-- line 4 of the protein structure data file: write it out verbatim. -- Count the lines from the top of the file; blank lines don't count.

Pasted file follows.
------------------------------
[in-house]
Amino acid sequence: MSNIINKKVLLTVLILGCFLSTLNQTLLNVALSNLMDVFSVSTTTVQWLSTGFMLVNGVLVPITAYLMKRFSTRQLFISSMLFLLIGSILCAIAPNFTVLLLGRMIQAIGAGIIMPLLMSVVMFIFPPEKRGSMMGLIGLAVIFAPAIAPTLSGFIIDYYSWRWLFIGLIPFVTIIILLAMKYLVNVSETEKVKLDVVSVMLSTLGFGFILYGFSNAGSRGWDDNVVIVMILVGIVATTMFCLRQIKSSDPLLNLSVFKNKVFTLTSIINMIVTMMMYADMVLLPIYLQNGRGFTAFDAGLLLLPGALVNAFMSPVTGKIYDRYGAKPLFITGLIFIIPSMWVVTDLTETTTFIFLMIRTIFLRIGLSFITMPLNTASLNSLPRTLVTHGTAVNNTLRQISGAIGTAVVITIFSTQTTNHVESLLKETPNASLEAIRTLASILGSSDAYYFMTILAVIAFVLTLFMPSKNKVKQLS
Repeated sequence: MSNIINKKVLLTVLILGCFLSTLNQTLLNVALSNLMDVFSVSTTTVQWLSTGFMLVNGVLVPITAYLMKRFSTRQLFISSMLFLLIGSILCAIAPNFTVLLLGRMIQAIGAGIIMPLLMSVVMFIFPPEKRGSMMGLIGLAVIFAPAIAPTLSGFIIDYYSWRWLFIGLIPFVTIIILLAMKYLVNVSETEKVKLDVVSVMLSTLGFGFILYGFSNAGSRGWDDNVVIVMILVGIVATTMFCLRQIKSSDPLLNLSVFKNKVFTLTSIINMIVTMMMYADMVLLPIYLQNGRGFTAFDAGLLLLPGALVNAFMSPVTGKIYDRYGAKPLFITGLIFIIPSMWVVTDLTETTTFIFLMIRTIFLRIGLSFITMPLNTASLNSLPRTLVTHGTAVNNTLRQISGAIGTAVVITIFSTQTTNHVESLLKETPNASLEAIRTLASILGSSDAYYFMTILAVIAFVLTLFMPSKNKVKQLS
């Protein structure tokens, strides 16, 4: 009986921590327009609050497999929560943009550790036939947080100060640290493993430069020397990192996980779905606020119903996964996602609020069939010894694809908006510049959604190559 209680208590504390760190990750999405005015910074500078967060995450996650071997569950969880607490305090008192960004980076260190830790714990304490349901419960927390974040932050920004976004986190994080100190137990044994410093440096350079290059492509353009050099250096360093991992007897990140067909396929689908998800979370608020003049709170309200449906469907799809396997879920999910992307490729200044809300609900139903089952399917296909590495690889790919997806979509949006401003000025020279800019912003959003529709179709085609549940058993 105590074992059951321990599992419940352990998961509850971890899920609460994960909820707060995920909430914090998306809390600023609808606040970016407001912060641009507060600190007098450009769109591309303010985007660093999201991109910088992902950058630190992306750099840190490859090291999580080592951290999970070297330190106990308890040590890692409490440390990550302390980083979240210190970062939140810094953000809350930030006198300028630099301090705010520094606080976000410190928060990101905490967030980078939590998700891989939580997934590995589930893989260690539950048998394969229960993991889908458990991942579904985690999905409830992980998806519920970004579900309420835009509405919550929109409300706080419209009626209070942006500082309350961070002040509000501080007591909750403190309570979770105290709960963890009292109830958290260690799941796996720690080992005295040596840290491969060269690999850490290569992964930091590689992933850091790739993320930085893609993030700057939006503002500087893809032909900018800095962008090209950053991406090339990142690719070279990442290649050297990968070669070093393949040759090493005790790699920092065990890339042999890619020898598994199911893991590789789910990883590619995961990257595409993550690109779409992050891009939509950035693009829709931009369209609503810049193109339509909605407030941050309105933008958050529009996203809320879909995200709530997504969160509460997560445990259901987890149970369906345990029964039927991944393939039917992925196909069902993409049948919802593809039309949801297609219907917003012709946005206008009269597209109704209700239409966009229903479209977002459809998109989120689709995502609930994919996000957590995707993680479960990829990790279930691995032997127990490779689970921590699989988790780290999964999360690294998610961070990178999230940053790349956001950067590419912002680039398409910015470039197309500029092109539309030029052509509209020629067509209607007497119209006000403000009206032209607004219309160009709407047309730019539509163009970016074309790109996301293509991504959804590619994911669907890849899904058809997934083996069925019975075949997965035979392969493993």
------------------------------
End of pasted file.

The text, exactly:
């Protein structure tokens, strides 16, 4: 009986921590327009609050497999929560943009550790036939947080100060640290493993430069020397990192996980779905606020119903996964996602609020069939010894694809908006510049959604190559 209680208590504390760190990750999405005015910074500078967060995450996650071997569950969880607490305090008192960004980076260190830790714990304490349901419960927390974040932050920004976004986190994080100190137990044994410093440096350079290059492509353009050099250096360093991992007897990140067909396929689908998800979370608020003049709170309200449906469907799809396997879920999910992307490729200044809300609900139903089952399917296909590495690889790919997806979509949006401003000025020279800019912003959003529709179709085609549940058993 105590074992059951321990599992419940352990998961509850971890899920609460994960909820707060995920909430914090998306809390600023609808606040970016407001912060641009507060600190007098450009769109591309303010985007660093999201991109910088992902950058630190992306750099840190490859090291999580080592951290999970070297330190106990308890040590890692409490440390990550302390980083979240210190970062939140810094953000809350930030006198300028630099301090705010520094606080976000410190928060990101905490967030980078939590998700891989939580997934590995589930893989260690539950048998394969229960993991889908458990991942579904985690999905409830992980998806519920970004579900309420835009509405919550929109409300706080419209009626209070942006500082309350961070002040509000501080007591909750403190309570979770105290709960963890009292109830958290260690799941796996720690080992005295040596840290491969060269690999850490290569992964930091590689992933850091790739993320930085893609993030700057939006503002500087893809032909900018800095962008090209950053991406090339990142690719070279990442290649050297990968070669070093393949040759090493005790790699920092065990890339042999890619020898598994199911893991590789789910990883590619995961990257595409993550690109779409992050891009939509950035693009829709931009369209609503810049193109339509909605407030941050309105933008958050529009996203809320879909995200709530997504969160509460997560445990259901987890149970369906345990029964039927991944393939039917992925196909069902993409049948919802593809039309949801297609219907917003012709946005206008009269597209109704209700239409966009229903479209977002459809998109989120689709995502609930994919996000957590995707993680479960990829990790279930691995032997127990490779689970921590699989988790780290999964999360690294998610961070990178999230940053790349956001950067590419912002680039398409910015470039197309500029092109539309030029052509509209020629067509209607007497119209006000403000009206032209607004219309160009709407047309730019539509163009970016074309790109996301293509991504959804590619994911669907890849899904058809997934083996069925019975075949997965035979392969493993």